Foraging is really important in the Prévost kitchen, with a host of our dishes since we opened featuring locally foraged ingredients – and it can be the same for you. So try getting out in your local neighbourhood, or take the family to Nene Park, and explore the foods that are right on your doorstep. You may be surprised at what you’ll find!
We are still offering a free bottle of wine per 2 guests for Dinners pre booked on a Thursday night on our 5/9 course options.
All your need to do to take advantage of this great offer is book early.
Philip Amps will introduce some of our exclusive wines from the South of France.
The wines will be matched to five courses of incredible cuisine.
An evening of sheer indulgence!
South of France Dinner menu
Snacks / Canapes Blanquette di Limoux
Beetroot & Ewes cheese Cracker
Octopus, tomato & nigela seeds
La Soula Blanc 2012 Roussillon
Mullet, Red Pepper & olive
Occult Lapidem Blanc 2015 Roussillon
Norfolk Quail, Cumbrian air dried ham, Roasted Asparagus & Thyme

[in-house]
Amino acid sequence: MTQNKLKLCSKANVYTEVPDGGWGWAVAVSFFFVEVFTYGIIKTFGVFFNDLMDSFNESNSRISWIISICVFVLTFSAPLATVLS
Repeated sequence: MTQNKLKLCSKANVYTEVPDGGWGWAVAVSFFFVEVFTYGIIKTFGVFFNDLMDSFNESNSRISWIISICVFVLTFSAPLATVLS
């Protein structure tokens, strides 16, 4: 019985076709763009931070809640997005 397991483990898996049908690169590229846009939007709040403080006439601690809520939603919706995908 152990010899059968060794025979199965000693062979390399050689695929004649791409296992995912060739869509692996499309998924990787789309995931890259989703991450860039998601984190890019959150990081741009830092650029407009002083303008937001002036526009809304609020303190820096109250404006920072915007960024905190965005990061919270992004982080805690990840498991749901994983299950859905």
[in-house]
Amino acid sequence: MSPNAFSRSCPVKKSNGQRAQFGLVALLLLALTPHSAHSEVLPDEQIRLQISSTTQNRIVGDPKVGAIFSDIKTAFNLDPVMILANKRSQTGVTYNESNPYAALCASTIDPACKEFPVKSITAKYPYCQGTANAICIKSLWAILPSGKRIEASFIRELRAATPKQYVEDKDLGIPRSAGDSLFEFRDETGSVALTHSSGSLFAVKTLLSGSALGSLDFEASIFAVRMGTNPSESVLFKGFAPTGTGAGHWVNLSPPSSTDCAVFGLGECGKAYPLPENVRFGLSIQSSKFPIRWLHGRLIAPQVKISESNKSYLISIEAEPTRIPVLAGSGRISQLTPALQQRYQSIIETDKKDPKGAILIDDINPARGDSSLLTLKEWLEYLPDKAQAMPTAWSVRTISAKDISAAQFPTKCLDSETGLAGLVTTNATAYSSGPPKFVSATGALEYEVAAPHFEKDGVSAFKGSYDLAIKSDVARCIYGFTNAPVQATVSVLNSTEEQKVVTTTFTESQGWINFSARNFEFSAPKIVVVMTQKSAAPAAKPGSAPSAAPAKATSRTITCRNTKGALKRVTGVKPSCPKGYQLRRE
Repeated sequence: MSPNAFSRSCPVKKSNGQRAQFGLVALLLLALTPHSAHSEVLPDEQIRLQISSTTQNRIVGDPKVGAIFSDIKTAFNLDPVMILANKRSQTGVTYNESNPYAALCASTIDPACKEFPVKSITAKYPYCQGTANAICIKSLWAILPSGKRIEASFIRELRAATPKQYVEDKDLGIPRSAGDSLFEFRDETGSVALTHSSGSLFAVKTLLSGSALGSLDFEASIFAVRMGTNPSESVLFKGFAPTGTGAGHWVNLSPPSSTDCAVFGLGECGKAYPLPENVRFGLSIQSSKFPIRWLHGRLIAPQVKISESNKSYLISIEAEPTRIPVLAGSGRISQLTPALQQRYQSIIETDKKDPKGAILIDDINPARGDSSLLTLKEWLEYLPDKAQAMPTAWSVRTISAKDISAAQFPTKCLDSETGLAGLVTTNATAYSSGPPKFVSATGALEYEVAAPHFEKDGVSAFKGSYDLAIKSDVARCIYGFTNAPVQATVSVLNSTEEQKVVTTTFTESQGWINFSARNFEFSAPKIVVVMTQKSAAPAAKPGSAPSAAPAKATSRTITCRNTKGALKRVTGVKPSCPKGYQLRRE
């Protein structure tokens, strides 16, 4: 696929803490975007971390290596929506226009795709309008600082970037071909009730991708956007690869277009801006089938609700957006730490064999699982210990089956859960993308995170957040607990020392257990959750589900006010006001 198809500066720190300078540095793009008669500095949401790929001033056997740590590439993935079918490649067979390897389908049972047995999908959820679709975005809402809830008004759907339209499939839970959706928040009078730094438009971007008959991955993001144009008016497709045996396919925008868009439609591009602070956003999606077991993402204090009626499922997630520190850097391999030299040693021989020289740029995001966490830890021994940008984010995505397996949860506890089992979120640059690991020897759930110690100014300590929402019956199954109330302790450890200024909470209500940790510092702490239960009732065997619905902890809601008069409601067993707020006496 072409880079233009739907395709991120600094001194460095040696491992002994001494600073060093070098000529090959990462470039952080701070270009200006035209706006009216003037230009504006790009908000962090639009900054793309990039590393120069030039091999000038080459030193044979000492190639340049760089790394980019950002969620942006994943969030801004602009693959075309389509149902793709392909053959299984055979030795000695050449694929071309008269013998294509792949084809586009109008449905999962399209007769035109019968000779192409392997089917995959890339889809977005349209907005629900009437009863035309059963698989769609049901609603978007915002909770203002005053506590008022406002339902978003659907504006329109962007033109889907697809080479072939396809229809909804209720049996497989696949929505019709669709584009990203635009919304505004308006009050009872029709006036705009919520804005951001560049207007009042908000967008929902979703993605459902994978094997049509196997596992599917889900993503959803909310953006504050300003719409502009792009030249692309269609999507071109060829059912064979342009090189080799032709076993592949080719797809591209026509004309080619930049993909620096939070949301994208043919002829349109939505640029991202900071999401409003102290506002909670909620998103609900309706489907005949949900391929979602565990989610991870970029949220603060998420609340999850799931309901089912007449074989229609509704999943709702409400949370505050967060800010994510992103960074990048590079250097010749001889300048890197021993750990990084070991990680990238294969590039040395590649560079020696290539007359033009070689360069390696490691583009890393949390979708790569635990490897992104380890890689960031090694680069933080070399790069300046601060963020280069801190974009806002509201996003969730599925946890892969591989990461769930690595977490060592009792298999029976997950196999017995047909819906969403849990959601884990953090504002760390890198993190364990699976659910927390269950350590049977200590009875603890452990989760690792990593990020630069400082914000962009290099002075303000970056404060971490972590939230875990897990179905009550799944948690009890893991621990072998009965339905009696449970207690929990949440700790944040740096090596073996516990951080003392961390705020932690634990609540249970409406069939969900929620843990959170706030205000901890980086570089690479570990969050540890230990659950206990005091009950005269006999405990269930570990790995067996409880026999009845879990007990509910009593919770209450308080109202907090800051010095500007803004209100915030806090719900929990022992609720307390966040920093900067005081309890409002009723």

La Soula Red Roussillon 2011
Onion tarte tatin with goats cheese
Occult Lapidem 2015 Roussillon
Chocolate, sour cream & Cherry
Banyuls 2015 Bila-Haut
Booking is essential. South of france booking
Please note that we do not issue physical tickets for events.
Please advise us of any dietary requirements at time of booking.
Event tickets are non-refundable, but can be exchanged for a gift voucher to be spent of wines or other events, up until 3 days before the event.
On good Friday we will be Friday we will be holding a fish 3 course menu special.
It will be £32.50 and include a glass of wine, 3 courses, and sweet treats.
You will be able to enjoy
Crab and brown shrimp fishcakes with home made spiced tomato puree
Potted Organic var salmon, apple, dill crispy toast.
Cod loin fish & chips tartare sauce, minted pea puree
Banana & chocolate loaf.
We hope you will join us.
So March is on the way and we are starting to get the menu together so this is some of the dishes you can expect to see….
mixed seeded loaf with fermented butter
Jerusalem artichoke & Malt,
Veal tongue, burnt onion and anchovy,
Bancaster mussels, apple & Cucumber
Salsify, caper & Nasturtium
Leek, smoked hens egg, wild garlic & morel mushroom
Scallop, yuzu & sea fennel
King Edward & Parsley soup with Snail toast
Pork belly, scotch egg & line caught turbot